Magdalena Kožená needs no introduction to our Prague Spring audience. One of the most famed singers of our time, she excels in both opera and early music and is accompanied as a soloist by the leading orchestras of the world. A core part of her repertoire is reserved for songs. It is the songs of French authors, lyrical flights of unorthodox harmonies and satin timbres, that she will present in the Dvořák Hall of the Rudolfinum. She will be joined by her long-standing musical collaborator Mitsuko Uchida, one of the most prized pianists of the past decades. Magdalena Kožená is one of the most sought-after Czech artists abroad. Any performance she has in Prague is thus an extraordinary event and a rare occasion for her home audience to enjoy her art. When Kožená performed with Mitsuko Uchida for the first time at the Prague Spring in 2012, reviewers lauded the sold-out concert as the crowning point of the festival. Their subsequent cooperation was described by Jindřich Bálek in Harmonie as “a bet on perfect elaboration and inner discipline”, while noting that Uchida “set every tone in precisely calibrated strokes”. Boris Klepal’s critique on the news site aktualne.cz declared: “Uchida notices details in the accompaniment even in places where the composer mainly creates a general mood, and her poetic play integrates quite seamlessly with Magdalena Kožená’s output.”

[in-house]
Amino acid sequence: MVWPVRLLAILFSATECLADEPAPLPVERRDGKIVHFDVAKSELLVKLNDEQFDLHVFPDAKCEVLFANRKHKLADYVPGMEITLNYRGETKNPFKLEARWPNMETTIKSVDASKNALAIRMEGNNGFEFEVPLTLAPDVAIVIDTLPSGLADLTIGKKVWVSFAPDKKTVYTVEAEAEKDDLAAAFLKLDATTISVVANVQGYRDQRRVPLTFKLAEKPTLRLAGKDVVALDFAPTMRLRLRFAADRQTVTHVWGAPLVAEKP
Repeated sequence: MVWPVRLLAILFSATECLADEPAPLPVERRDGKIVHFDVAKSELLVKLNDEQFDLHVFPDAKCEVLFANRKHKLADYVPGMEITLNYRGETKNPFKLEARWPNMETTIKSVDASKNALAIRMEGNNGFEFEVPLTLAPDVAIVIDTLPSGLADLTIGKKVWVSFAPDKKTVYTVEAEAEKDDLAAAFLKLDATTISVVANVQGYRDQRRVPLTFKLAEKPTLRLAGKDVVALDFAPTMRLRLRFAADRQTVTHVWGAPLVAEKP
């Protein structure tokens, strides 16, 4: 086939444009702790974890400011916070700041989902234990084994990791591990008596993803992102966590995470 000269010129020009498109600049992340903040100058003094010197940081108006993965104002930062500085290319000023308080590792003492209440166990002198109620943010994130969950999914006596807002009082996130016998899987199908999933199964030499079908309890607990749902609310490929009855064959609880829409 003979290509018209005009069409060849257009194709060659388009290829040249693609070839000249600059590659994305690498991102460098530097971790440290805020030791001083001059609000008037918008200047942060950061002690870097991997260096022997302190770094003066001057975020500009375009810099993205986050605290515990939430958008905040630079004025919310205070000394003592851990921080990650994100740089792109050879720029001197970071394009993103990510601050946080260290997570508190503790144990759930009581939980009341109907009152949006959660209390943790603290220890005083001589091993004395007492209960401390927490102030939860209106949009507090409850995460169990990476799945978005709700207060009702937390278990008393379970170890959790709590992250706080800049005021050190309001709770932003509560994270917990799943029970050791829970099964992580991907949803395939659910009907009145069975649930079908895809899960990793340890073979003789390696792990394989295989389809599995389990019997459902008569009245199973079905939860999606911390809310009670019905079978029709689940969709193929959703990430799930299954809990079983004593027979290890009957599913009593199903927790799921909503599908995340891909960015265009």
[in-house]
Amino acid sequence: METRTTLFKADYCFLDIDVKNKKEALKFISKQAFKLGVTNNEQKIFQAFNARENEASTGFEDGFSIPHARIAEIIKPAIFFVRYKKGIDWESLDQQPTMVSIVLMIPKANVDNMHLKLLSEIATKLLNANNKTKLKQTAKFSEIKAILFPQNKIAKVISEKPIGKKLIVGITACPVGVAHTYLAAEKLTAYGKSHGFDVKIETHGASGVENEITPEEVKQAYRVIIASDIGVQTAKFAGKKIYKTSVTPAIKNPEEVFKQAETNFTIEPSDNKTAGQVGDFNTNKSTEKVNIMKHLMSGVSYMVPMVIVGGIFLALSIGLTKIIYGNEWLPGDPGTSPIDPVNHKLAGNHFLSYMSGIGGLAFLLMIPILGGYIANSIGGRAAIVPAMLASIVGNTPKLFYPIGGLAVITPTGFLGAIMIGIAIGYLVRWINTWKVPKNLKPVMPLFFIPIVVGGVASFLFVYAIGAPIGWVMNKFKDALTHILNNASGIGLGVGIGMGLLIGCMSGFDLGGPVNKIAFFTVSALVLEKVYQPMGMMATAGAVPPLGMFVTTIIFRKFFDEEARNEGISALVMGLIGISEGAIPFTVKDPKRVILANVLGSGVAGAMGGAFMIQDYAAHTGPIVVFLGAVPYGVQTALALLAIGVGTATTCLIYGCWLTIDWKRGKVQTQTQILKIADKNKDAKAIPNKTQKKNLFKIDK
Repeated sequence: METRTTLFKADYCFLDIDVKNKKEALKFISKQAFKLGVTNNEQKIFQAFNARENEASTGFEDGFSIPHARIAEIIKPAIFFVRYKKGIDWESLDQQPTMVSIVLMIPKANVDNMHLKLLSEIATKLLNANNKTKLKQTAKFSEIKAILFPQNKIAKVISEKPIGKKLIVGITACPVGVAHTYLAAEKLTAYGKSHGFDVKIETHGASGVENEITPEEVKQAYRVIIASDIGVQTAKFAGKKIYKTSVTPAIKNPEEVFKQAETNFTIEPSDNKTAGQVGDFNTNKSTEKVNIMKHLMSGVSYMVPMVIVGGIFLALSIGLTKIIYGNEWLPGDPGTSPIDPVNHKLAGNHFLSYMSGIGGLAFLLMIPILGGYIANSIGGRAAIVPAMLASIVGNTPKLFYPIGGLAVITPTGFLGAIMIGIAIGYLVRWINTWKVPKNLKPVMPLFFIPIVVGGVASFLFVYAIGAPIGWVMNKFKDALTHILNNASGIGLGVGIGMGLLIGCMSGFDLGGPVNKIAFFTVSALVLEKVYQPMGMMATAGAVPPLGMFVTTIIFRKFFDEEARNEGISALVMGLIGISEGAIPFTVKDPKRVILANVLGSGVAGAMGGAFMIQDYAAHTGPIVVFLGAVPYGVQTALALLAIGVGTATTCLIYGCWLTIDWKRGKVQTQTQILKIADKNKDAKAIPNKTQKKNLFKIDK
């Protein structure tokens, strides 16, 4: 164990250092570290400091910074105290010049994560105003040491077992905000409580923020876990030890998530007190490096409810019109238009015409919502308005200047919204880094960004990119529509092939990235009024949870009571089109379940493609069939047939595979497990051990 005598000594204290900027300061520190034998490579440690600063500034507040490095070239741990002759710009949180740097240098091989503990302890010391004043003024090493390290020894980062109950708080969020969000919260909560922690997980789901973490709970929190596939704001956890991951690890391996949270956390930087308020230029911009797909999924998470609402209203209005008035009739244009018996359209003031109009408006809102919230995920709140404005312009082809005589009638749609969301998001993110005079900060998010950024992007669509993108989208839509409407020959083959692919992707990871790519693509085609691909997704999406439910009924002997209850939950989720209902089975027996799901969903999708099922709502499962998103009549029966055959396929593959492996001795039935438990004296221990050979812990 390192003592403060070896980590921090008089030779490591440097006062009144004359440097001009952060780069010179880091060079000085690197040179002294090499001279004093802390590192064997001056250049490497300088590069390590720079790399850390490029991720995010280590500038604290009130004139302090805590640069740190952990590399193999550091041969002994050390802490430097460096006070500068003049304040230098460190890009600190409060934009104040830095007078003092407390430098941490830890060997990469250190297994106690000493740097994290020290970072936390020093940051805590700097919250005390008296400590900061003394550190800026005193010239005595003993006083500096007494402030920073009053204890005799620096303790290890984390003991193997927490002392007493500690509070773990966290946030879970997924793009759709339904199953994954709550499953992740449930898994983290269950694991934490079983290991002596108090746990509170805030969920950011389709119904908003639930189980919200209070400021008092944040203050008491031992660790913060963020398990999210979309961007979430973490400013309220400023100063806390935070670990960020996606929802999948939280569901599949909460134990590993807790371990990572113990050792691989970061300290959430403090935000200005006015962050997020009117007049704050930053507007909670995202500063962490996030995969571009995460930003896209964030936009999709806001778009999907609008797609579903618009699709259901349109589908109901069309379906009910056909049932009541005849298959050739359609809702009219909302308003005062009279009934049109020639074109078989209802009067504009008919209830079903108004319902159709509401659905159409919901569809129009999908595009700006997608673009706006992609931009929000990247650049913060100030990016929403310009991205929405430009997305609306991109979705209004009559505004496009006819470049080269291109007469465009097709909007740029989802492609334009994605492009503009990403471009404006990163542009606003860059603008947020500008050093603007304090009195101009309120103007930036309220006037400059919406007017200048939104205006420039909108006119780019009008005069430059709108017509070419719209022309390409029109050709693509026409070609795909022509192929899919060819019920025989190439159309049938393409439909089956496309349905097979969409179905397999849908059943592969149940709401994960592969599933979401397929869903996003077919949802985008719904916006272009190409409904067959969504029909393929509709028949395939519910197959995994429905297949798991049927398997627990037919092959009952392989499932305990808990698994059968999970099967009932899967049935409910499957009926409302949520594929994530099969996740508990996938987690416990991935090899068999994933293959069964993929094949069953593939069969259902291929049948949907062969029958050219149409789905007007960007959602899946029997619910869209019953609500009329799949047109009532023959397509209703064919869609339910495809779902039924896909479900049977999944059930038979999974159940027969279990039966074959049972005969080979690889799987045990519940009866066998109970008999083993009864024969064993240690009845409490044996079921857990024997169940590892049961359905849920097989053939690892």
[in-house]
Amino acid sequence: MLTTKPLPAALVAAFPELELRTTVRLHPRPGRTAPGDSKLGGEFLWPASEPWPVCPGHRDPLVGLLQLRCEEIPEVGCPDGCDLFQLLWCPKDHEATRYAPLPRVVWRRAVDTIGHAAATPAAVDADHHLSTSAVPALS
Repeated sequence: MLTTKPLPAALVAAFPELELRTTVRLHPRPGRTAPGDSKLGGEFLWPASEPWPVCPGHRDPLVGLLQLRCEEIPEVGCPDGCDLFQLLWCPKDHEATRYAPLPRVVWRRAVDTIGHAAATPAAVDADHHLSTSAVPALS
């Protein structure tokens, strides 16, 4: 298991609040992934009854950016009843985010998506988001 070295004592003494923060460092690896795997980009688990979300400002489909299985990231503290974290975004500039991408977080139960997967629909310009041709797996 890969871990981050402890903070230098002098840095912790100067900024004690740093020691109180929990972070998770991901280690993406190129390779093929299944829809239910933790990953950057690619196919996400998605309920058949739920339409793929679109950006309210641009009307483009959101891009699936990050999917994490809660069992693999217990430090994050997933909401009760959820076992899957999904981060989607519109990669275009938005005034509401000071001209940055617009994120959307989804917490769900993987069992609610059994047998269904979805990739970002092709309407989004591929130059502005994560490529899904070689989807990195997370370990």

Here at the Prague Spring, they invite us to an evening of French songs that share the central topic of love. Poèmes pour Mi (Poems for Mi) were composed by Olivier Messiaen in his late twenties for his first wife Claire Delbos, whom he affectionately called Mi. The songs clearly evince the composer’s mature musical language, while testifying to Messiaen’s firmly French roots with a sense for refined harmonies and tone colour. Both these aspects were mastered by Claude Debussy, who will be presented to the festival audience by a selection of three short song cycles. Debussy’s Trois chansons de Bilitis (Three Songs of Bilitis) were inspired by the erotic poetry of Pierre Louÿs, while Ariettes oubliés (Forgotten Songs) set Paul Verlaine’s verses to music. Cinq poèmes (Five Poems) give wing to words from the infamous Les Fleurs du mal of Charles Baudelaire.